Supermarket, On the 10
You donít know who she isójust another girl in another
supermarket at two in the morningóbut this time, instead of
hesitantly meeting her blue eyes, her brown eyes, her colorless
eyes as you pass each other on the cereal aisle, each of you
behind lumbering, cagey carts, this time you stop suddenly and
cock your head, and with what you hope is a debonair kind of
smile, say, "Do I know you?"
And when she snorts and starts walking again, you remember why
you donít stop girls in the supermarket at two in the morning.
Back in your car: youíve gotta think of something to do,
somewhere to go, someone to touch and taste andówell, to talk
to, first. So you switch on the green radio and it stares at you
as you drive, a conglomeration of glowing dashes and decimals, and
you get annoyed and turn off the radio, but the display still
blares the time
2:21 2:21 2:21 2:21 2:21 2:21 2:21 2:22 2:22 2:22 2ó
at you, so you fumble in the glove box and weave through three
lanes and onto the lumpy, rocky shoulder and back, and then you
find the electrical tape and rip a length off with your
disintegrating teeth and strap it over the display, and the
numbers are gone, and you can drive again.
But you canít, because back there, behind you, are more
lights, and this time they are mists of red and blue and some
white, swiveling in your head like electric Globetrotters, and you
skid to the shoulder and dust rises past the windows, and the
lights filter through it like sunlight illuminating all the things
you breathe but donít want to know about.
So he knocks on your window with stiff knuckles and you open
the door, and he pushes it shut again and leans on it, and makes a
circular, roll-down-the-window motion, and you shrug and
say, "Itís broken," and he doesnít hear, so you
repeat, and then he steps away from the door and you open it.
There is a blast of cool, wet evening air, and he stands in the
gap between your door and your seat and says, "Donít get
up, sir, just stay there," and you havenít even unbuckled,
and you tell him so, and he makes a crack about you making a crack
at him, so you shut up and stare at your steering wheel and notice
a crack in the plastic just under the word airbag, and you
now have to worry about the airbag billowing out at you while youíre
drumming on the wheel to Led Zeppelin.
As if I need to worry aboutóyou begin to think, and then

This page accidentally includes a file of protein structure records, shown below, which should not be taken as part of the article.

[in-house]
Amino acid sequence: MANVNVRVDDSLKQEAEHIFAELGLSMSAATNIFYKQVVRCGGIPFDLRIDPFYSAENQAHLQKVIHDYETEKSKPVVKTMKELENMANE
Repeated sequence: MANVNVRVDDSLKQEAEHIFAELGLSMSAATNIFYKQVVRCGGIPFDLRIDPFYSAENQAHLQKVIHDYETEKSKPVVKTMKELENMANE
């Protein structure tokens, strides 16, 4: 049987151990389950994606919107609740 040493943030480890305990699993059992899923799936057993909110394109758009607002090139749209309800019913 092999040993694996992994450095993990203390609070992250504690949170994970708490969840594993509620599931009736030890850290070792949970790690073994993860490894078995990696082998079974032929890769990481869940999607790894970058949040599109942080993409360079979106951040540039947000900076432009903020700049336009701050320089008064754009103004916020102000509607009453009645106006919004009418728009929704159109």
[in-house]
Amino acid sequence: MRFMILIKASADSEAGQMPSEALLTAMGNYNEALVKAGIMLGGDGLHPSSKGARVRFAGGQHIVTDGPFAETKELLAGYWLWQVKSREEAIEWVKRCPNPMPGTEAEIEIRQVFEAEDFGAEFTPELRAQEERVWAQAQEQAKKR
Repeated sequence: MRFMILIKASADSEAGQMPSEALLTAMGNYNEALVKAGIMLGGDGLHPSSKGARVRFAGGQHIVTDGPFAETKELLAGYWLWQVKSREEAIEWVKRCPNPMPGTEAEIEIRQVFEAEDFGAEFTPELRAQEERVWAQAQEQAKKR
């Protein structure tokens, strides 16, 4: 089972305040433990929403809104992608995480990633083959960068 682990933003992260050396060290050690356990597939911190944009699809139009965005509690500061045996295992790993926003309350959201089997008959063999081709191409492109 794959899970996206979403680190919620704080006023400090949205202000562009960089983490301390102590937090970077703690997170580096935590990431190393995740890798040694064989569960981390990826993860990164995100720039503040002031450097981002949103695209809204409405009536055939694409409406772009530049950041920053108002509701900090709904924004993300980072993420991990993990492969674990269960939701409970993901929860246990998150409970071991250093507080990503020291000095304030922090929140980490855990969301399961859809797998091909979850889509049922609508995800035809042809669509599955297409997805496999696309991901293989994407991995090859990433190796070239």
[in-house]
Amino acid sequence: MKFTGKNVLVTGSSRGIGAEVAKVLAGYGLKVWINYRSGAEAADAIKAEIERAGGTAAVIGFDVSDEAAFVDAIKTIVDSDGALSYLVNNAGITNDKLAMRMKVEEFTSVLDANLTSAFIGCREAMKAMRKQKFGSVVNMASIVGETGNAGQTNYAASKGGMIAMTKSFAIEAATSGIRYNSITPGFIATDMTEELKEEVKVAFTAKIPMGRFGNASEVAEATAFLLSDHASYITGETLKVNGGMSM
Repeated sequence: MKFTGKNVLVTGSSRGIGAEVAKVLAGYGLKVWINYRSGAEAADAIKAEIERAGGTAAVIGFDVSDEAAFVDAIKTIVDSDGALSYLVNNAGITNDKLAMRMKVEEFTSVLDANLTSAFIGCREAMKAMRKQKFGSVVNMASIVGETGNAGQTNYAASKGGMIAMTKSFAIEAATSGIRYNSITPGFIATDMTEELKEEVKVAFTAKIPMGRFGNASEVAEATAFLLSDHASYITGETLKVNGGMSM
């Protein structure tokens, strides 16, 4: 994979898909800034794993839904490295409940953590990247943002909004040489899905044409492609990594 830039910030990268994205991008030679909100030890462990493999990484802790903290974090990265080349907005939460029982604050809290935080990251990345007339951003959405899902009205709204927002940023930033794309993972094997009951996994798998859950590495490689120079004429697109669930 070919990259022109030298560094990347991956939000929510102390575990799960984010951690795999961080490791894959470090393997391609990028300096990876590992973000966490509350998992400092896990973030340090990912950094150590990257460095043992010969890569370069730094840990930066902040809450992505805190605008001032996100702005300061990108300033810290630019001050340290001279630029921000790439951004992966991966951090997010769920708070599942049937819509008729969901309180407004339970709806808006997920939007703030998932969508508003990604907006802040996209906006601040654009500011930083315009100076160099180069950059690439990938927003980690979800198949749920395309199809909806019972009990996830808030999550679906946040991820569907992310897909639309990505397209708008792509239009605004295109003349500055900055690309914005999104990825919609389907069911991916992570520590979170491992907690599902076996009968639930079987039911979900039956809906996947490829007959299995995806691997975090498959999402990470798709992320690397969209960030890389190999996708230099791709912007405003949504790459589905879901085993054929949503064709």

your brain kind of stutters when the cop breathes in your face and
says, "Sir, I wonít ask you again; give me your license and
registration," so you angle yourself awkwardly in the seat
and fumble your license out of the wallet, and then reach for the
glove box and his thick, California-hairy hand clamps around your
wrist, and he says, "What are you reaching for?"
"My registration," you think you say, and you did say
it, it just came out a little fuzzy because youíre worried now
that youíve stained your trousers, which is just one more thing
on your list of things to worry about, so the cop lets go and you
get the crumpled registration papers and hand them over.
You donít know how long you sit there waiting for the crunch
of cop-footsteps to return, because youíve taped the clock over,
which you now realize was a silly thing to do because youíll
have to smear away the gum left behind by the tape when you rip it
off. So you leave the tape.
The cop comes back, his boots crunching like they did when he
walked away, and his body lurches into your lap as he stumbles
over a rock, and he scrambles up and apologizes to you, shuffling
dust off of his uniform with those annoyingly ugly hands, and when
you look at him and think, Well, that was interesting, he
interprets it as put-outedness, and he hands your license back and
your registration back and after a quick fumble of fingers, a
small snow-pile of shredded paper. "Your ticket," he
says, and he crunches away again, and when he falls and goes,
"Oof," you close the door and skid away and wonder if
you showered him with rocks.
Youíre on the 10, just driving, the stars buried somewhere
beneath radioactive clouds and the roars and flashes of planes
cutting through the clouds, trailing pink and yellow jet streams,
and you see a girl thumbing it under the Long Beachó10 Miles
sign, and you swing off into the dirt and she comes to your window
and makes the roll-it-down motion, and you open the door
instead and say, "Itís broken," and the girl starts to
ask, "Where you headó" and then she sees your face,
lit up in the cargo light, and she snorts, and you remember why
you never stop for runaway girls on the freeway.
Jason Gurley, 22, lives and writes in Nevada. His work has
appeared in a number of literary journals, including The Paumanok
Review, Palimpsest Magazine, Liquid Ohio, Salon
and The Bay Review. He is the editor of the fiction quarterly
Deeply Shallow (www.deeplyshallow.com)
and is writing his third novel.